I was shocked ... as were many other people, when I heard about your retirement plans. You had your best overall season in 2007 since the MVP years. Your Green Bay Packer team was young and getting better. You and the Packers came within a whisker of the Super Bowl. You still had the howitzer for an arm. Your mobility wasn't what it once was, but it was good enough to elude most pass rushes. You were named starting QB for the NFC in the Pro Bowl. You finished second in the MVP voting. That's why your retirement is so shocking.
This is what you said to Chris Mortensen from ESPN in his voicemail..."I know I can still play," you told told Mortensen. "But it's like I told my wife — I'm just tired mentally, I'm just tired. Physically, I feel OK, I can't complain about that, but the stress of studying every week has gotten to be a bit too much. And the more stressful it got — I'm always trying to top what I did the previous week. If I felt like coming back — and my wife and I talked about this — the only way for me to be successful would be to win a Super Bowl. To go to the Super Bowl and lose would almost be worse than anything else. Anything less than a Super Bowl win would be unsuccessful.
"I know it shouldn't feel unsuccessful, but the only way to come back and make that the right decision would be to come back and win the whole thing, and honestly, the odds of that are just tough. Those are big shoes for me to fill, and I guess it was a challenge I just wasn't up for. This is not about the Packers, it's not, and who they got or who they didn't get. I get along fine with Ted the GM, I get along great with Mike the coach. Do I agree with them all the time? No. But the bottom line is, none of this stuff affected my decision. As far as what Bus (Cook), my agent says (about the Packers not trying to change the decision), Bus is like my dad, he sometimes says things out of emotion and in some respects it might be true, but that's not what's driven me to retire."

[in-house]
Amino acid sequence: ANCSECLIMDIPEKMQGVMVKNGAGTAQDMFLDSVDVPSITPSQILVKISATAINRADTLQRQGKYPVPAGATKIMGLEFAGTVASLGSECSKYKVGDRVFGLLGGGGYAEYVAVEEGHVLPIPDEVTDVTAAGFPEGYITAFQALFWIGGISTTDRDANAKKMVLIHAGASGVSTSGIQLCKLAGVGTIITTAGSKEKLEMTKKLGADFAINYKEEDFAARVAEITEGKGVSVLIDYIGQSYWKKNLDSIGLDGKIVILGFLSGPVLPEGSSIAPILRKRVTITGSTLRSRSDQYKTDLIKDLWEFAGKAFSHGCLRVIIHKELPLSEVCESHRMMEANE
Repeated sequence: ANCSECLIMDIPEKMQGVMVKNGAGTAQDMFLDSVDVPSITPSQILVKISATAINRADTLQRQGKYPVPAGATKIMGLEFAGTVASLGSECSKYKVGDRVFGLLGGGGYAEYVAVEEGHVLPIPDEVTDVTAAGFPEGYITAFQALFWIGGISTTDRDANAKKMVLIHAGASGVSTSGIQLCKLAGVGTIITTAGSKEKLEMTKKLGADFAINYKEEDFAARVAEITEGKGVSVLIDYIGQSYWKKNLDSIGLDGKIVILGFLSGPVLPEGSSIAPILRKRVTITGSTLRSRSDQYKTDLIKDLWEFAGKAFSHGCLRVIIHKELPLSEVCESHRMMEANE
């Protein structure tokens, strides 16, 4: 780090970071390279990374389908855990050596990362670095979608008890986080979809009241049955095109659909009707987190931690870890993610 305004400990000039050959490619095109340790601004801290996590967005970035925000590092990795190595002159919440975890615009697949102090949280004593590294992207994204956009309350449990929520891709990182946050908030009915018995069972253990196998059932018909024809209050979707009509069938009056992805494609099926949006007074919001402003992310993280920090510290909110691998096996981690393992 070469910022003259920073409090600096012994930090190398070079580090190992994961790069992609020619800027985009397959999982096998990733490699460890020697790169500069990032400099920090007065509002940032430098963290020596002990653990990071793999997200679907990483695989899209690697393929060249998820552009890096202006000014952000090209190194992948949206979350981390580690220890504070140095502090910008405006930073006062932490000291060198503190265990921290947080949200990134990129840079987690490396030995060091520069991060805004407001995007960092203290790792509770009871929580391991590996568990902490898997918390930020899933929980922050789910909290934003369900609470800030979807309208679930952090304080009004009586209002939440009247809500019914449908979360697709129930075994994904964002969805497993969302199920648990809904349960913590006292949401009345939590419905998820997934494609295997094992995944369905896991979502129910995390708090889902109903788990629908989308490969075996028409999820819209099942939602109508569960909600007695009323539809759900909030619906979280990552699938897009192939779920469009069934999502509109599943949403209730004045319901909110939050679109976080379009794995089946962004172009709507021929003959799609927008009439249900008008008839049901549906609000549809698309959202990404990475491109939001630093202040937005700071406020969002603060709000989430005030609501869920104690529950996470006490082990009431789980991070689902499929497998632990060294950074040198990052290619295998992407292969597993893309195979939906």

I certainly hope after more deep reflection, that you may reconsider. Yes, it's true, Packers fans want to see you and the Packers in the Super Bowl again, especially after the great season in 2007. But you shouldn't have to put that type of pressure on yourself week after week. Just keep being Brett Favre. Keep having the kid in the candy store attitude every time you step on the field. You are a joy to watch, in good times and in bad. But the good times surely outnumber the bad times in your illustrious career.